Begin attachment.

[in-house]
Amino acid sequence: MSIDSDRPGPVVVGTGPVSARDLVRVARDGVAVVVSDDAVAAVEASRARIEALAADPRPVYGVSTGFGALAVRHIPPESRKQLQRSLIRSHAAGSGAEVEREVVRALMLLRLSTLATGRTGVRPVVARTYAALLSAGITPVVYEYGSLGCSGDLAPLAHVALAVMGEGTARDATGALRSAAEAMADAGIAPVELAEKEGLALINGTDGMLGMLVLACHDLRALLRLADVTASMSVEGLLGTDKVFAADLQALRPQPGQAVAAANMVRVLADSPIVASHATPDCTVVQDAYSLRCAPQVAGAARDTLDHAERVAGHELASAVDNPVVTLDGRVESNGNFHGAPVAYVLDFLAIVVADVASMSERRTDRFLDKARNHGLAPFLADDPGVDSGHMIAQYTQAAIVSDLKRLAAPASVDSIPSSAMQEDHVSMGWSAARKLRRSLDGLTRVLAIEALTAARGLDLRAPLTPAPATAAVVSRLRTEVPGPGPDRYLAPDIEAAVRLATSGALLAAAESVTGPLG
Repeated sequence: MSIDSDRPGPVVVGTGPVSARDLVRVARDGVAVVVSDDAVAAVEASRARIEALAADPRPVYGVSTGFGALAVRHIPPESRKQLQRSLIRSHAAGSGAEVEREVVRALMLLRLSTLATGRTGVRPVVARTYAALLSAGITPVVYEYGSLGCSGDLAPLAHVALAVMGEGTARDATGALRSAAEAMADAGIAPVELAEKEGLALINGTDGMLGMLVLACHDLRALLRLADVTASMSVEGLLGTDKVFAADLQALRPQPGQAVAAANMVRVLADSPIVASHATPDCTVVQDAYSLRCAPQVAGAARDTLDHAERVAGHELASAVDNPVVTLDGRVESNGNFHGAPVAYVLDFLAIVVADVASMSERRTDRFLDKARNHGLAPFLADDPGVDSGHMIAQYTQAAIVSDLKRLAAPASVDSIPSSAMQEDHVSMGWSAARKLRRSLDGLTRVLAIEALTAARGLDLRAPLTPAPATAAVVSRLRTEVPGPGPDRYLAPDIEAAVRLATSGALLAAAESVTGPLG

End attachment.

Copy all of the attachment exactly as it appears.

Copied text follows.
[in-house]
Amino acid sequence: MSIDSDRPGPVVVGTGPVSARDLVRVARDGVAVVVSDDAVAAVEASRARIEALAADPRPVYGVSTGFGALAVRHIPPESRKQLQRSLIRSHAAGSGAEVEREVVRALMLLRLSTLATGRTGVRPVVARTYAALLSAGITPVVYEYGSLGCSGDLAPLAHVALAVMGEGTARDATGALRSAAEAMADAGIAPVELAEKEGLALINGTDGMLGMLVLACHDLRALLRLADVTASMSVEGLLGTDKVFAADLQALRPQPGQAVAAANMVRVLADSPIVASHATPDCTVVQDAYSLRCAPQVAGAARDTLDHAERVAGHELASAVDNPVVTLDGRVESNGNFHGAPVAYVLDFLAIVVADVASMSERRTDRFLDKARNHGLAPFLADDPGVDSGHMIAQYTQAAIVSDLKRLAAPASVDSIPSSAMQEDHVSMGWSAARKLRRSLDGLTRVLAIEALTAARGLDLRAPLTPAPATAAVVSRLRTEVPGPGPDRYLAPDIEAAVRLATSGALLAAAESVTGPLG
Repeated sequence: MSIDSDRPGPVVVGTGPVSARDLVRVARDGVAVVVSDDAVAAVEASRARIEALAADPRPVYGVSTGFGALAVRHIPPESRKQLQRSLIRSHAAGSGAEVEREVVRALMLLRLSTLATGRTGVRPVVARTYAALLSAGITPVVYEYGSLGCSGDLAPLAHVALAVMGEGTARDATGALRSAAEAMADAGIAPVELAEKEGLALINGTDGMLGMLVLACHDLRALLRLADVTASMSVEGLLGTDKVFAADLQALRPQPGQAVAAANMVRVLADSPIVASHATPDCTVVQDAYSLRCAPQVAGAARDTLDHAERVAGHELASAVDNPVVTLDGRVESNGNFHGAPVAYVLDFLAIVVADVASMSERRTDRFLDKARNHGLAPFLADDPGVDSGHMIAQYTQAAIVSDLKRLAAPASVDSIPSSAMQEDHVSMGWSAARKLRRSLDGLTRVLAIEALTAARGLDLRAPLTPAPATAAVVSRLRTEVPGPGPDRYLAPDIEAAVRLATSGALLAAAESVTGPLG